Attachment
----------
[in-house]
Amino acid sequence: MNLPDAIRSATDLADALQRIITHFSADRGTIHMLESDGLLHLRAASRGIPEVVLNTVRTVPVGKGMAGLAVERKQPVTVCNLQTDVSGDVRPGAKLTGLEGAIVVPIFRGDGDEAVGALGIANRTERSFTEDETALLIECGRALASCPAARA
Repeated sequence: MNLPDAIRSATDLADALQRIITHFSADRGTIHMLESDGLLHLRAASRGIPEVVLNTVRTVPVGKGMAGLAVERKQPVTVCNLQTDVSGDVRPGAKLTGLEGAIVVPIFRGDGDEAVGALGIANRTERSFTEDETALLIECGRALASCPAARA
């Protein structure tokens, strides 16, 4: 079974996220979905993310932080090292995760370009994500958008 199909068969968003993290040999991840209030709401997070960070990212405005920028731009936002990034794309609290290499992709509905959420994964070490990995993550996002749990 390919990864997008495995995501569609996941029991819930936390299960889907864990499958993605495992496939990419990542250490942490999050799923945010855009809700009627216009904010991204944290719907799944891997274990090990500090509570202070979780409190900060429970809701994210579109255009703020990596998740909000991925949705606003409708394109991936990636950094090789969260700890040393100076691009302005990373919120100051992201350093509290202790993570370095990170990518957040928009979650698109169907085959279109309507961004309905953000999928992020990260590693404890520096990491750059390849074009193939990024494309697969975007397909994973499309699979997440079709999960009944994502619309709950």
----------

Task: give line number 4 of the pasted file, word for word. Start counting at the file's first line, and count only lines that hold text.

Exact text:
């Protein structure tokens, strides 16, 4: 079974996220979905993310932080090292995760370009994500958008 199909068969968003993290040999991840209030709401997070960070990212405005920028731009936002990034794309609290290499992709509905959420994964070490990995993550996002749990 390919990864997008495995995501569609996941029991819930936390299960889907864990499958993605495992496939990419990542250490942490999050799923945010855009809700009627216009904010991204944290719907799944891997274990090990500090509570202070979780409190900060429970809701994210579109255009703020990596998740909000991925949705606003409708394109991936990636950094090789969260700890040393100076691009302005990373919120100051992201350093509290202790993570370095990170990518957040928009979650698109169907085959279109309507961004309905953000999928992020990260590693404890520096990491750059390849074009193939990024494309697969975007397909994973499309699979997440079709999960009944994502619309709950």